Simplicity is the ultimate sophistication.
— Leonardo Da Vinci

Embrace the simplicity of life, because nothing ever lasts, nothing is ever finished, and nothing is ever perfect. Oftentimes people over complicate life with more things. Like Seneca teaches, the more things we have, the more masters we have to serve. In simpler terms mo' money mo' problems. Be content with the present, enjoy it. Try to find the beauty in life, and in the simple things. Don't always be searching for something better, because something good may already be in your possession. 

Do not spoil what you have by desiring what you have not; remember that what you now have was once among the things you only hoped for.
— Epicurus
Wabi Sabi celebrates the basic, the unique, and the imperfect parts of our lives. Wabi Sabi is the comfortable joy you felt as a child, happily singing off key, creatively coloring outside the lines, and mispronouncing words with gusto. On a deeper level, Wabi Sabi is the profound awareness of our oneness with all life and the environment. It includes a deep awareness of the choices we make each day, the power we have to accept or reject each moment of our lives, and to find value in every experience.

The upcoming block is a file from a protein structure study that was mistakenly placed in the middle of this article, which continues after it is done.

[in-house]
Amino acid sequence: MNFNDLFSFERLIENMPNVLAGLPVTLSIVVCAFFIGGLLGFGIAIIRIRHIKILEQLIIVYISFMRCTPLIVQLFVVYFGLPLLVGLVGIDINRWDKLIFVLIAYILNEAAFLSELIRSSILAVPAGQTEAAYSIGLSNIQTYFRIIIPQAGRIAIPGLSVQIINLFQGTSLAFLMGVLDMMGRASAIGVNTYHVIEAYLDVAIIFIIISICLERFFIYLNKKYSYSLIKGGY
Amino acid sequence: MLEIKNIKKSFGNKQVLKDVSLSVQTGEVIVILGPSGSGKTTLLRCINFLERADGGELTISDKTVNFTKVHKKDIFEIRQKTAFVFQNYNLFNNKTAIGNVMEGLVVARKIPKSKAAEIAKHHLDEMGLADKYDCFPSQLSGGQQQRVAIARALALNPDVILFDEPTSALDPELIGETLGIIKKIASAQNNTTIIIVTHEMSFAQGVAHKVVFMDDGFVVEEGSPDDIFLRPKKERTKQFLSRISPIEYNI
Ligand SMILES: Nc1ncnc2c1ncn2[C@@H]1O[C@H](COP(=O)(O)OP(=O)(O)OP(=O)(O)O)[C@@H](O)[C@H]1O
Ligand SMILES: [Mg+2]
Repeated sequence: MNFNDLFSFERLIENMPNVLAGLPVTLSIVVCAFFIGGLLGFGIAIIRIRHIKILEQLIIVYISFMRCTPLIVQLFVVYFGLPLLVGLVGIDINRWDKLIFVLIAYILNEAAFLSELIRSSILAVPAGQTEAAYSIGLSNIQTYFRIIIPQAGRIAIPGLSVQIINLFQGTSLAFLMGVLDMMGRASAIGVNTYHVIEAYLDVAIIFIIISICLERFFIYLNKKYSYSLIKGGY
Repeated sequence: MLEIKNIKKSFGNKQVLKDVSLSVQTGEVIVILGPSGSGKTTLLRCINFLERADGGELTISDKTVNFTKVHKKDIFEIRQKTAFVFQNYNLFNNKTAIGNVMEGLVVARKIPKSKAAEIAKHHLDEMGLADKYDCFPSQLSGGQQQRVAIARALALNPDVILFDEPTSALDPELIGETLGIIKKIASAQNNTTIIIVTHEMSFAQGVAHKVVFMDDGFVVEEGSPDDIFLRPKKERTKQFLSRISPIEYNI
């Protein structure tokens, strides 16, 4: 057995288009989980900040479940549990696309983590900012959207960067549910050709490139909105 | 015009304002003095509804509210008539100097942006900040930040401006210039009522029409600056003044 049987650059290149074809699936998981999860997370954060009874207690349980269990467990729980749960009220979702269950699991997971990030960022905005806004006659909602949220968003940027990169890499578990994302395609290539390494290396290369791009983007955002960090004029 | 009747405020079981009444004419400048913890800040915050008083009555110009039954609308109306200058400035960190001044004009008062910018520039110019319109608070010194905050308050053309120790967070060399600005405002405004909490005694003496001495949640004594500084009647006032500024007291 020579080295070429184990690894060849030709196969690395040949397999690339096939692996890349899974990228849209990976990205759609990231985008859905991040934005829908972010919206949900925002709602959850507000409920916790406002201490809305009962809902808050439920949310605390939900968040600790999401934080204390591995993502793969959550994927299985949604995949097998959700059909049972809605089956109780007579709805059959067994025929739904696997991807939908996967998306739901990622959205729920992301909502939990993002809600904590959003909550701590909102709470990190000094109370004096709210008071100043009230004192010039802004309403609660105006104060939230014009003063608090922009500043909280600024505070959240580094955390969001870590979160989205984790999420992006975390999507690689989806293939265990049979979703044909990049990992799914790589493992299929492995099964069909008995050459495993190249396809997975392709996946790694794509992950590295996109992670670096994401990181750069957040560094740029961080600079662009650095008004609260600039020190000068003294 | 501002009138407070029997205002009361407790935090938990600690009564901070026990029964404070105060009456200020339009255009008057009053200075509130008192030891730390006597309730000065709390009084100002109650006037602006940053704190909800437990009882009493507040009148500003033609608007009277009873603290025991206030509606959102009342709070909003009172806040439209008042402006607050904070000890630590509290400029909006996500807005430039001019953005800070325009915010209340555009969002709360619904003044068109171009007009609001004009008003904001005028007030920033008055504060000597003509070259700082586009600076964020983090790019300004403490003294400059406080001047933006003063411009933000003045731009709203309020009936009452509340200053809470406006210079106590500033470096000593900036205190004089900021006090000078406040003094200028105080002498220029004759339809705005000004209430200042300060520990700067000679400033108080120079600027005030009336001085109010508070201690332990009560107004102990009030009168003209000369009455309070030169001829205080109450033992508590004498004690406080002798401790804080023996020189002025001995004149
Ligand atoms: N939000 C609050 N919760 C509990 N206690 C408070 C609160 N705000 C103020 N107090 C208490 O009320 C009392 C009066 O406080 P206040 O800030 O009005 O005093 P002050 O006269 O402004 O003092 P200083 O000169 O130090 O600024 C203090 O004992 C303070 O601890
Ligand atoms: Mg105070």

— Taro Gold

Wabi-sabi reminds us that there’s no need to hold on to the unnecessary. Let go. De-clutter. Tread lightly.

Pared down to its barest essence, wabi-sabi is the Japanese art of finding beauty in imperfection and profundity in nature, of accepting the natural cycle of growth, decay, and death. It’s simple, slow, and uncluttered-and it reveres authenticity above all. Wabi-sabi is flea markets, not warehouse stores; aged wood, not Pergo; rice paper, not glass. It celebrates cracks and crevices and all the other marks that time, weather, and loving use leave behind. It reminds us that we are all but transient beings on this planet-that our bodies as well as the material world around us are in the process of returning to the dust from which we came. Through wabi-sabi, we learn to embrace liver spots, rust, and frayed edges, and the march of time they represent.
— nobleharbor.com